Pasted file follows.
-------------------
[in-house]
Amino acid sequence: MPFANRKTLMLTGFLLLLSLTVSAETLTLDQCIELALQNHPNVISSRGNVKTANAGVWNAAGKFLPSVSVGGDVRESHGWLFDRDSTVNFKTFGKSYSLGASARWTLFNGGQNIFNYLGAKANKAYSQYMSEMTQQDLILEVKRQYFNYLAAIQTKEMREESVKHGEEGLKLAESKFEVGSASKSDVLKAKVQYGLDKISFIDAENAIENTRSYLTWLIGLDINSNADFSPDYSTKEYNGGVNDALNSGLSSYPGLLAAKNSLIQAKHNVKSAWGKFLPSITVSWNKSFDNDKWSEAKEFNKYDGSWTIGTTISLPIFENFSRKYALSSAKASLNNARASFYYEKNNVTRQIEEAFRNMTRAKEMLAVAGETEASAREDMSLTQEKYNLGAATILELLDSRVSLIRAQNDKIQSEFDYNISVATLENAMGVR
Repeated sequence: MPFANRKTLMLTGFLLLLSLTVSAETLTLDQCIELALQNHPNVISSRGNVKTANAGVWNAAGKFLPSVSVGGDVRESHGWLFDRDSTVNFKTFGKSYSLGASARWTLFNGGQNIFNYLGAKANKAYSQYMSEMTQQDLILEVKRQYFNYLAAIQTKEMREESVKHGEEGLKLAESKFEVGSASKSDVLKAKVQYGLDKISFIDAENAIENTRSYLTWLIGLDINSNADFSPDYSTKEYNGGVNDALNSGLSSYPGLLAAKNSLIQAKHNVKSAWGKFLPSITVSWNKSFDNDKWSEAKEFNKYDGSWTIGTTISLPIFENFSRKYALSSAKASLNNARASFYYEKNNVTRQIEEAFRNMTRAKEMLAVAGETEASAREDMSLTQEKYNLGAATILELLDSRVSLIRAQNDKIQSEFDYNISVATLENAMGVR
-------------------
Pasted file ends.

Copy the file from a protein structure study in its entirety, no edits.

[in-house]
Amino acid sequence: MPFANRKTLMLTGFLLLLSLTVSAETLTLDQCIELALQNHPNVISSRGNVKTANAGVWNAAGKFLPSVSVGGDVRESHGWLFDRDSTVNFKTFGKSYSLGASARWTLFNGGQNIFNYLGAKANKAYSQYMSEMTQQDLILEVKRQYFNYLAAIQTKEMREESVKHGEEGLKLAESKFEVGSASKSDVLKAKVQYGLDKISFIDAENAIENTRSYLTWLIGLDINSNADFSPDYSTKEYNGGVNDALNSGLSSYPGLLAAKNSLIQAKHNVKSAWGKFLPSITVSWNKSFDNDKWSEAKEFNKYDGSWTIGTTISLPIFENFSRKYALSSAKASLNNARASFYYEKNNVTRQIEEAFRNMTRAKEMLAVAGETEASAREDMSLTQEKYNLGAATILELLDSRVSLIRAQNDKIQSEFDYNISVATLENAMGVR
Repeated sequence: MPFANRKTLMLTGFLLLLSLTVSAETLTLDQCIELALQNHPNVISSRGNVKTANAGVWNAAGKFLPSVSVGGDVRESHGWLFDRDSTVNFKTFGKSYSLGASARWTLFNGGQNIFNYLGAKANKAYSQYMSEMTQQDLILEVKRQYFNYLAAIQTKEMREESVKHGEEGLKLAESKFEVGSASKSDVLKAKVQYGLDKISFIDAENAIENTRSYLTWLIGLDINSNADFSPDYSTKEYNGGVNDALNSGLSSYPGLLAAKNSLIQAKHNVKSAWGKFLPSITVSWNKSFDNDKWSEAKEFNKYDGSWTIGTTISLPIFENFSRKYALSSAKASLNNARASFYYEKNNVTRQIEEAFRNMTRAKEMLAVAGETEASAREDMSLTQEKYNLGAATILELLDSRVSLIRAQNDKIQSEFDYNISVATLENAMGVR